Kilroy touts bank bill in reelection bid

Rep. Mary Jo Kilroy may be one of the first Democrats to know if the party’s effort to crack down on Wall Street pays political dividends.

Kilroy, a freshman congresswoman from Columbus, Ohio, is making financial legislation a mainstay of her 2010 reelection bid in one of the country’s most competitive races.

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The race is rematch of the 2008 nail-biter between Kilroy, the former Franklin County commissioner, and Steve Stivers, a seven-year bank lobbyist and six-year state senator. Stivers lost by just 2,300 votes last time.

“They have a choice here between somebody who is going to have the outlook of the banking community and someone who is going to stand up for homeowners, small business, merchants,” Kilroy said in an interview in her Washington office on the eve of the House passing the bill. Stivers, she said, “is part of a culture” that pushed deregulation before the financial crisis and hurt Main Street to the benefit of Wall Street.

“I don’t think we need another bank lobbyist in Washington,” she said.

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John Damschroder, spokesman for Stivers, argues the financial bill doesn’t end bailouts and helps big banks. Kilroy’s biggest vulnerability, he said, is the dismal unemployment rate and meager growth in private-sector jobs.

“Where are the jobs?” Damschroder said.

At a time when near-double-digit unemployment rates, historic deficits and the healthcare law top voters’ concerns, the race is testing whether the financial regulatory legislation proves a winner at the ballot box.

Ohio is a longtime political battleground, and voters there are showing increasing signs of disapproval with Democrats. In a recent Quinnipiac University poll, more than half of Ohio voters disapproved of both the Democratic governor’s and President Barack Obama’s handling of the economy. The state’s long-eroding industrial base faces a 10.7 percent unemployment rate, which outranks the 9.5 percent national rate. Ohio’s housing market remains in a long slump.

“When voters think about the economy, they think about unemployment and unemployment and unemployment. Everything else pales as an issue,” said Peter Brown, assistant director of the Quinnipiac University Polling Institute. “GDP, Wall Street regulation — those are abstract concepts when they walk into the voting booth.”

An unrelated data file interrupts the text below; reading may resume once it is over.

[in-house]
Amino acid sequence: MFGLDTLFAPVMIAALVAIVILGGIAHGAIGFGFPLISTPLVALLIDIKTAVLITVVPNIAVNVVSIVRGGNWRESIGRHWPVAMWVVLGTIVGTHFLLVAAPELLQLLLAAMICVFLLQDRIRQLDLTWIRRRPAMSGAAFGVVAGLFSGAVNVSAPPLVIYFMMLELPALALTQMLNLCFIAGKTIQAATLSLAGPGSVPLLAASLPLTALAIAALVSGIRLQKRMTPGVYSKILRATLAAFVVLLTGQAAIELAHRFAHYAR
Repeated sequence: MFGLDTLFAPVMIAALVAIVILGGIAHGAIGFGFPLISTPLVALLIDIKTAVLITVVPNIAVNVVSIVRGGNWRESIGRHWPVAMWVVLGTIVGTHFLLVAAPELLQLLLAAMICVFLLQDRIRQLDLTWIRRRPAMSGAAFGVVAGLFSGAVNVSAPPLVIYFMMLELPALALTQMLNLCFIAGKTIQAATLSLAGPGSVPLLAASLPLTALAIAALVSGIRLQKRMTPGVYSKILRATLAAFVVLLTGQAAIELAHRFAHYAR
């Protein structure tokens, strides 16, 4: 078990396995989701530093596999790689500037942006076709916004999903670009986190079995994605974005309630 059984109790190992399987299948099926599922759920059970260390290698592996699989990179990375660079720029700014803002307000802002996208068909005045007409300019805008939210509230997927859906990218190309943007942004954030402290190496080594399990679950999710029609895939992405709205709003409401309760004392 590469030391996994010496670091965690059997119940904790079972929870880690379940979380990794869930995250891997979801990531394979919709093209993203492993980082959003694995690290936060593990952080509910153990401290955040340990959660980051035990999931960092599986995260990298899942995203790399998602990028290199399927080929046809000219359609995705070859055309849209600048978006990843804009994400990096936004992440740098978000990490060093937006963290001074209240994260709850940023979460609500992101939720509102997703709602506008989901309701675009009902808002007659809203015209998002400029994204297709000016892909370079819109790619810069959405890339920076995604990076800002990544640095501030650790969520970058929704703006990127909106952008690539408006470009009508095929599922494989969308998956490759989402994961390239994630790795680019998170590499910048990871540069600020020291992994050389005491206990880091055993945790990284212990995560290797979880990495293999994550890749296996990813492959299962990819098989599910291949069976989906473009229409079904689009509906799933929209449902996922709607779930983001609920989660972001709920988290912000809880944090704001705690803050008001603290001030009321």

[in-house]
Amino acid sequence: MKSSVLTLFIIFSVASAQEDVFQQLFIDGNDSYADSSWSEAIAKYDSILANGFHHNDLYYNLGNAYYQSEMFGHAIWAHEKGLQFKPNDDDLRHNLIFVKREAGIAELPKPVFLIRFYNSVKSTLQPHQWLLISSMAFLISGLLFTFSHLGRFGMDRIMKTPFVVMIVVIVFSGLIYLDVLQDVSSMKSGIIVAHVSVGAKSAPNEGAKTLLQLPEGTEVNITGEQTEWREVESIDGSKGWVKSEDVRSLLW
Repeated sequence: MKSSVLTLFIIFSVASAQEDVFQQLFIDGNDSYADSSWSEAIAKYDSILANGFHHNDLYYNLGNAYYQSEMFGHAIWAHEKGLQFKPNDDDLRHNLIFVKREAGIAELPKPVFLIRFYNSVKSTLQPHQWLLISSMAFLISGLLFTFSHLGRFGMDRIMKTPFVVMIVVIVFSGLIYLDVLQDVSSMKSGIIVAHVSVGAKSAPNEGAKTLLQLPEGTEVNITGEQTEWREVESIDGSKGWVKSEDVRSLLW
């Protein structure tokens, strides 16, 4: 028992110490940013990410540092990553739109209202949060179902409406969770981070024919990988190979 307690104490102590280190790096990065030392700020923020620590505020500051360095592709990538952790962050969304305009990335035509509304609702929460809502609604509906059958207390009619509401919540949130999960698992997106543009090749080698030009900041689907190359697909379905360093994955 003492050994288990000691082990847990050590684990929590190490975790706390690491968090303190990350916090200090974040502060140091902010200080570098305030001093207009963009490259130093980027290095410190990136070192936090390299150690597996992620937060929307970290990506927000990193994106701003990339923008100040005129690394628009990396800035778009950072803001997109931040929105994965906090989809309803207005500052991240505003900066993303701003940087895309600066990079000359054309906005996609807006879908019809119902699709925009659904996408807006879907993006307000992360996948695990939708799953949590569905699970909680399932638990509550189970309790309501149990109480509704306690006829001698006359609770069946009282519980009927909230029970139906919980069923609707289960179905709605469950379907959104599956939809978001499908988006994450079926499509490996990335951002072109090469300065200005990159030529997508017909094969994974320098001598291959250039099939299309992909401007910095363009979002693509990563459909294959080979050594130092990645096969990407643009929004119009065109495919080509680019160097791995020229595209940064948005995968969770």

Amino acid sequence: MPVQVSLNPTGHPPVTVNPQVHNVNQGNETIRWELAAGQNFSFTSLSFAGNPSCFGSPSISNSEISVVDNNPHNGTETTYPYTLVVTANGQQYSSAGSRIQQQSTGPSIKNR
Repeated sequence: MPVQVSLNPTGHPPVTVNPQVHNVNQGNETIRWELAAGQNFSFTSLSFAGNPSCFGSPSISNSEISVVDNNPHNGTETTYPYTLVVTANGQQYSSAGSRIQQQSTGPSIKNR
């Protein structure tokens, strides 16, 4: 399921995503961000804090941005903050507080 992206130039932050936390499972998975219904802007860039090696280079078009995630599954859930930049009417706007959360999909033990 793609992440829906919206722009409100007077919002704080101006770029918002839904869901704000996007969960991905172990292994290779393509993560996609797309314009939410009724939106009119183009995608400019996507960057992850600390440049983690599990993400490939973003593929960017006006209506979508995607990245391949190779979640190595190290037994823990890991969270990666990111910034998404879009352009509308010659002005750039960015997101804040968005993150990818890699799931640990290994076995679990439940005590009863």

Jason Johnson, a professor at Hiram College in Ohio, said Kilroy has one of the two toughest House races in the state. “No one is looking at Stivers. Everyone is paying attention to whether or not this is a referendum of Mary Jo Kilroy and Democrats in Congress.”

On the campaign trail, Kilroy touts her work on last year’s $787 billion fiscal stimulus bill and the healthcare bill. And she is increasingly promoting her work on financial legislation.

Columbus has major financial interests at stake. JPMorgan Chase & Co. is the region’s largest private employer, with nearly 16,000 jobs, and more than 53,000 people in the region work in the financial and insurance industries, according to the Columbus Chamber of Commerce.

Kilroy has devoted part of her website to the Wall Street legislation and stood with Democratic leaders after the House passed the bill.

Kilroy was a late addition to the 43-member House-Senate conference committee that put the final touches on the legislation.

Kilroy said she did not lobby for the perch. House Financial Services Committee Chairman Barney Frank (D-Mass.) and House Speaker Nancy Pelosi (D-Calif.) approached her and asked if she’d be interested, Kilroy said.

“Nobody talked to me about election concerns,” she said.

Once on the committee, Kilroy pushed amendments to rein in credit rating agencies and give institutional investors a grater say on compensation. She also attempted to help local interests. Kilroy bucked Frank and the White House by supporting an exemption for auto dealers from a new consumer protection regulator.

“I thought that was a reasonable thing. Auto dealers are having a real tough time of it,” she said.

The Stivers campaign sees Kilroy’s spot on the conference committee and her work on the bill as an attempt by Democratic leaders to shore up her reelection chances. Damschroder criticized Kilroy for holding campaign fundraisers while on the conference committee.

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“I think the way they are trying to use it is to try to show relevance to get Mary Jo Kilroy’s fingerprints on something as well as to use it as a perch to raise dirty money,” Damschroder said.

Kilroy has raised $103,000 from the financial, insurance and real estate industry, according to the Center for Responsive Politics. Stivers has received $166,000 from the same interests.

Stivers is a former lobbyist for Bank One, which is now part of JPMorgan. His campaign received a combined roughly $45,000 from contributors at Nationwide insurance, Huntington Bancshares and JPMorgan.

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